Gymboree class caters to the cradle contingent [The Journal]
by Hope Katz Gibbs
March 10, 1997
Northern Virginia families sometimes feel like they are stuck in a centrifuge—spun around and pulled apart. Two-income households, 10-hour workdays, and impossible traffic jams, are all to blame.
One area business—imported from California—seeks to counter some of the stress of the nonstop’ 90s. And it’s just the tonic Hilary Brandt needed.
The new mom just signed up 7-week-old son William for the class. “Until now, I was too scared to drive alone with him,” she said. But Brandt summoned her courage and headed for CradleGym, the newest program in the Northern Virginia branch of Gymboree play programs for newborns to 3-month-olds.
“I am here to learn how to play and interact and to see what I can be doing at this stage of the game,” said Brandt. “I’ve come to learn to be a better mother. I still feel very green at this. Every day it gets a little easier, but still, if I can learn tips on helping him stop crying, to sleep, I’d feel a lot better.”
The other five new mothers around Brandt, all sitting on multi-colored mats, let out a collective sigh as Wilma Hazen reached over to touch Brandt’s arm. The early childhood development expert is the owner of five Gymboree sites in Northern Virginia, and has helped hundreds of new moms get through those first few months.
“You can start to feel very isolated and go a little stir crazy,” she told the group. “New parents feel a need to be around other moms and dads. Once a couple has a baby, it is a completely new world for them. They need someone to answer their questions.”
As the mother of two (William, 16, and Corrine, 11), Hazen knows just how important it is to get support, encouragement and practical advice.
“Women used to live around their mothers and grandmothers, and that is where they learned about being a new parent,” she said. “These days, we are all scattered about and new parents don’t have moms or grandmothers to lean on to give practical tips or to tell you that you are doing a good job. We are here to try and be that sort of support group, and to fill in the gaps.”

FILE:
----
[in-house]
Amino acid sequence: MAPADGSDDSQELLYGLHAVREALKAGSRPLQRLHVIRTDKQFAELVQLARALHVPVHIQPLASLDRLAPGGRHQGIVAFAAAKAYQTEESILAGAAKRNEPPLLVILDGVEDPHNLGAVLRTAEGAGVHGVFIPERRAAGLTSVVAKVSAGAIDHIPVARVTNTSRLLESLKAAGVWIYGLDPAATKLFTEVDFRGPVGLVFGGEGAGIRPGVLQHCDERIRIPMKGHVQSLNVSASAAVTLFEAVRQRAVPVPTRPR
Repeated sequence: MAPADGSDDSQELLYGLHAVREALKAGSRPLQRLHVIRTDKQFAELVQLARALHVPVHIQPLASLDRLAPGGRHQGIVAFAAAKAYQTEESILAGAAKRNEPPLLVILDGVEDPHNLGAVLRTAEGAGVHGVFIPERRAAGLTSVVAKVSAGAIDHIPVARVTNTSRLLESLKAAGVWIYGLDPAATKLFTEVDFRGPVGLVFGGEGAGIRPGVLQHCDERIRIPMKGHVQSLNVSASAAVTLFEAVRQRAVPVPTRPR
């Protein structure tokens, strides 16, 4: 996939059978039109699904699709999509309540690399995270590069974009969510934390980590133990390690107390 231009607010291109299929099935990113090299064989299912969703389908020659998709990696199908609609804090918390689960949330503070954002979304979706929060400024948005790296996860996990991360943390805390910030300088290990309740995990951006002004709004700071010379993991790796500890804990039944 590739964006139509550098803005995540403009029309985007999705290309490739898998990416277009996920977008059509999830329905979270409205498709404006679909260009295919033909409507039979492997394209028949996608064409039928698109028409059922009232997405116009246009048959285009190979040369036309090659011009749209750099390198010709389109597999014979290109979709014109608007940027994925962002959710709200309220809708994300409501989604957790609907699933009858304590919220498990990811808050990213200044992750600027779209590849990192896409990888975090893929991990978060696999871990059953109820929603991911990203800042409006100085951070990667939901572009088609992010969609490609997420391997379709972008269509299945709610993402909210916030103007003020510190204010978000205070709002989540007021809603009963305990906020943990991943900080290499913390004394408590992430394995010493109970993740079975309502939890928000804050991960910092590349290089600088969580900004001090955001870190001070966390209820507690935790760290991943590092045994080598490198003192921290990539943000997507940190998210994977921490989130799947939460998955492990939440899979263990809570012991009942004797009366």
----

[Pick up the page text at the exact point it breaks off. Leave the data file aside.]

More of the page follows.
Hazen was searching for some of helpful herself when her son, William, was only a few months old and Hazen didn’t want to return to her full-time job. But she needed to keep working.
She had heard about the program, begun by another mom in 1976. So, Hazen and her husband took the family for a trip out west to investigate. Upon seeing what Gymboree offered, they were sold.
“We fell in love with the concept of encouraging kids to explore their own abilities in a safe, supportive play environment,” says Hazen. “All that was really available to new parents in this area was a class at the Alexandria Recreation Center. But there were only a few spots and they would fill up very fast. We knew that opening a Gymboree site in this area would be successful.”
Parents sign up by the season and pay approximately $10 a session for an eight- to 11-week package. Although graduates of CradleGym get to climb red ladders, go through bright blue tunnels, and play under a big parachute, newborns are ready only for a few verses of “The Itsy-Bitsy Spider.”
Topics of discussion include: What to do about crying (Hazen says it is perfectly normal for a newborn to cry about two or three hours a day, just to release tension and to communicate); how to ease the transition when it comes time for mom to go back to work; and how to help your child sleep.
“This is just good to go to a place where there are babies your child’s age, rather than go to a friend’s house who has older kids,” says Janet Miller, mother of 3-month-old Remy.
“I get ideas about how to play. The child development books tell you a lot of things, but they don’t teach you how to play.”
Carole Maslin, mother of 8-week-old Julia, just needs a reality check. “CradleGym gives me a lace to go. A place where I get to meet other mothers who can tell me I’m normal or not. I don’t really need to know if Julia is normal, but neither I am!”
Julie Shields, mother of 3-month-old Elizabeth, agrees. “It’s good for me to talk to the other mothers, and to have a semi-public place to nurse,” she says. “Plus, Elizabeth likes Wilma, especially her voice.”
In fact, Elizabeth and William are looking directly at the sing-songy voice of Hazen every time she speaks.
“Babies at this age listen to me,” says Hazen with a grim “If only my kids did, too, my life would be perfect.”